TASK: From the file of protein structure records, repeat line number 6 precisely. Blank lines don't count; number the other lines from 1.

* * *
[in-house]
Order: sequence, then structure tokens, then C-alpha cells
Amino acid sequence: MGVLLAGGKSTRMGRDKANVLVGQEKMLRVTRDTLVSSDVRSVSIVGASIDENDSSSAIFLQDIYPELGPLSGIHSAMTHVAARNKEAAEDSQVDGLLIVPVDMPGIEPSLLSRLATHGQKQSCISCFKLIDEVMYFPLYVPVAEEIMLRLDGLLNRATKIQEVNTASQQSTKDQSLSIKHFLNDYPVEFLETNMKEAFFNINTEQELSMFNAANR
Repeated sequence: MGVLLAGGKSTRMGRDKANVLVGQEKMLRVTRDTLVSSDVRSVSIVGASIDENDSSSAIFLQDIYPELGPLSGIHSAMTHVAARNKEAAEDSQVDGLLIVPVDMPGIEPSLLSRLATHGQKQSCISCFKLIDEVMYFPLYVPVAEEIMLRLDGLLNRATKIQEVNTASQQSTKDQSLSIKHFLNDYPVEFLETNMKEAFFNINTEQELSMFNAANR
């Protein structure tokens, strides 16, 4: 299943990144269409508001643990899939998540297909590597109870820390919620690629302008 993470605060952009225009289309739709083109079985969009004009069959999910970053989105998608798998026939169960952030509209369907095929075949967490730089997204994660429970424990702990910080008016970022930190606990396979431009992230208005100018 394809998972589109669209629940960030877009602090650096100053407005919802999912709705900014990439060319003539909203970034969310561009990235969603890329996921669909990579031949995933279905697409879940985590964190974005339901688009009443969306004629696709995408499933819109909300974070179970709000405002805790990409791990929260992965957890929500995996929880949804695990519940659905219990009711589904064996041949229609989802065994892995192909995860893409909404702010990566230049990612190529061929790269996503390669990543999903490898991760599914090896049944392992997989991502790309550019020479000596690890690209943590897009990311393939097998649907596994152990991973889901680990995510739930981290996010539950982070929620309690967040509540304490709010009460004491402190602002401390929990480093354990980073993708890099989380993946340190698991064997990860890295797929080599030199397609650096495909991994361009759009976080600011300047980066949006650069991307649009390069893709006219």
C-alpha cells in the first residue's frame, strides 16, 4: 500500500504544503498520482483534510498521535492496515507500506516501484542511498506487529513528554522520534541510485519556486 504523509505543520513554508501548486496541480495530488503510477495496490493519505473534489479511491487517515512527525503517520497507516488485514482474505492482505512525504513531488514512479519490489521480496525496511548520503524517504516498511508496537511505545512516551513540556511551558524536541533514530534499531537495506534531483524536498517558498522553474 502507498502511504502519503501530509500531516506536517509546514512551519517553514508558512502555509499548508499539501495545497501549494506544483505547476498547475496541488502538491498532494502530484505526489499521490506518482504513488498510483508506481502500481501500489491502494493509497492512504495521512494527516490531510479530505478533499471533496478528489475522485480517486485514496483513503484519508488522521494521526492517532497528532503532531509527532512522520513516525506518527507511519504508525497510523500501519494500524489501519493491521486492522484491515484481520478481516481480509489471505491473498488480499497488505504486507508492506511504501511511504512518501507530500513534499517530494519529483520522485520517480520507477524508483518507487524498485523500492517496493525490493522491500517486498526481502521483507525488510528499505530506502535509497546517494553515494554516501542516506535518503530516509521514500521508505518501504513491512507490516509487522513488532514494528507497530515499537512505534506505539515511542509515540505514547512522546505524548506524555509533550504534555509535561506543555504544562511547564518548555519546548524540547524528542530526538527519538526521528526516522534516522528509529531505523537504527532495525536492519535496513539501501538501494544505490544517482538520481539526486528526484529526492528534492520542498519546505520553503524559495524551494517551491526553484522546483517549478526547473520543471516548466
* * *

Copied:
C-alpha cells in the first residue's frame, strides 16, 4: 500500500504544503498520482483534510498521535492496515507500506516501484542511498506487529513528554522520534541510485519556486 504523509505543520513554508501548486496541480495530488503510477495496490493519505473534489479511491487517515512527525503517520497507516488485514482474505492482505512525504513531488514512479519490489521480496525496511548520503524517504516498511508496537511505545512516551513540556511551558524536541533514530534499531537495506534531483524536498517558498522553474 502507498502511504502519503501530509500531516506536517509546514512551519517553514508558512502555509499548508499539501495545497501549494506544483505547476498547475496541488502538491498532494502530484505526489499521490506518482504513488498510483508506481502500481501500489491502494493509497492512504495521512494527516490531510479530505478533499471533496478528489475522485480517486485514496483513503484519508488522521494521526492517532497528532503532531509527532512522520513516525506518527507511519504508525497510523500501519494500524489501519493491521486492522484491515484481520478481516481480509489471505491473498488480499497488505504486507508492506511504501511511504512518501507530500513534499517530494519529483520522485520517480520507477524508483518507487524498485523500492517496493525490493522491500517486498526481502521483507525488510528499505530506502535509497546517494553515494554516501542516506535518503530516509521514500521508505518501504513491512507490516509487522513488532514494528507497530515499537512505534506505539515511542509515540505514547512522546505524548506524555509533550504534555509535561506543555504544562511547564518548555519546548524540547524528542530526538527519538526521528526516522534516522528509529531505523537504527532495525536492519535496513539501501538501494544505490544517482538520481539526486528526484529526492528534492520542498519546505520553503524559495524551494517551491526553484522546483517549478526547473520543471516548466